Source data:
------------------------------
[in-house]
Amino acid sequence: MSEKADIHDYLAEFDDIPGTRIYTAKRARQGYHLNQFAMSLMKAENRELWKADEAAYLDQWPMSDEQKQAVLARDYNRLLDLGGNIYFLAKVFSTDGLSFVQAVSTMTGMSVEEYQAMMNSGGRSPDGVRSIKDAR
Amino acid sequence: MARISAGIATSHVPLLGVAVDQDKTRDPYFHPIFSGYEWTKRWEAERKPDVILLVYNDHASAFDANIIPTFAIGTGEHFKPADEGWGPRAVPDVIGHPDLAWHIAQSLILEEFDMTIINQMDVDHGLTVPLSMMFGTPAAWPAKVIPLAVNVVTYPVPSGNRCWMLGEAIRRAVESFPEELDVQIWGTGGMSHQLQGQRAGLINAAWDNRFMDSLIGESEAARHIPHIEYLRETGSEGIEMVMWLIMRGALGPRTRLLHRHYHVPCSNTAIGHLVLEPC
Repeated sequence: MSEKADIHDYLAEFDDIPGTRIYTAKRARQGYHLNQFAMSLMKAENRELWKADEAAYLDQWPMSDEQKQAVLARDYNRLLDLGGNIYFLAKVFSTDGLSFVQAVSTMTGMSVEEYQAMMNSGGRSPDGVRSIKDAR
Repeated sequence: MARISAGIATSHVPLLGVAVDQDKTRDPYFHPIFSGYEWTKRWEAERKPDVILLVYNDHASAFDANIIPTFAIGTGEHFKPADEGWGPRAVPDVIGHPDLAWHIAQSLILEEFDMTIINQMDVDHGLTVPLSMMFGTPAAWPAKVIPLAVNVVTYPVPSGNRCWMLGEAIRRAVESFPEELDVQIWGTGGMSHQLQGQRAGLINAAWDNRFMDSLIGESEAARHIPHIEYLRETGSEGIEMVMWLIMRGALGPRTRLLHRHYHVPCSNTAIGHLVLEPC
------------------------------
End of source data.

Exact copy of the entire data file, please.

[in-house]
Amino acid sequence: MSEKADIHDYLAEFDDIPGTRIYTAKRARQGYHLNQFAMSLMKAENRELWKADEAAYLDQWPMSDEQKQAVLARDYNRLLDLGGNIYFLAKVFSTDGLSFVQAVSTMTGMSVEEYQAMMNSGGRSPDGVRSIKDAR
Amino acid sequence: MARISAGIATSHVPLLGVAVDQDKTRDPYFHPIFSGYEWTKRWEAERKPDVILLVYNDHASAFDANIIPTFAIGTGEHFKPADEGWGPRAVPDVIGHPDLAWHIAQSLILEEFDMTIINQMDVDHGLTVPLSMMFGTPAAWPAKVIPLAVNVVTYPVPSGNRCWMLGEAIRRAVESFPEELDVQIWGTGGMSHQLQGQRAGLINAAWDNRFMDSLIGESEAARHIPHIEYLRETGSEGIEMVMWLIMRGALGPRTRLLHRHYHVPCSNTAIGHLVLEPC
Repeated sequence: MSEKADIHDYLAEFDDIPGTRIYTAKRARQGYHLNQFAMSLMKAENRELWKADEAAYLDQWPMSDEQKQAVLARDYNRLLDLGGNIYFLAKVFSTDGLSFVQAVSTMTGMSVEEYQAMMNSGGRSPDGVRSIKDAR
Repeated sequence: MARISAGIATSHVPLLGVAVDQDKTRDPYFHPIFSGYEWTKRWEAERKPDVILLVYNDHASAFDANIIPTFAIGTGEHFKPADEGWGPRAVPDVIGHPDLAWHIAQSLILEEFDMTIINQMDVDHGLTVPLSMMFGTPAAWPAKVIPLAVNVVTYPVPSGNRCWMLGEAIRRAVESFPEELDVQIWGTGGMSHQLQGQRAGLINAAWDNRFMDSLIGESEAARHIPHIEYLRETGSEGIEMVMWLIMRGALGPRTRLLHRHYHVPCSNTAIGHLVLEPC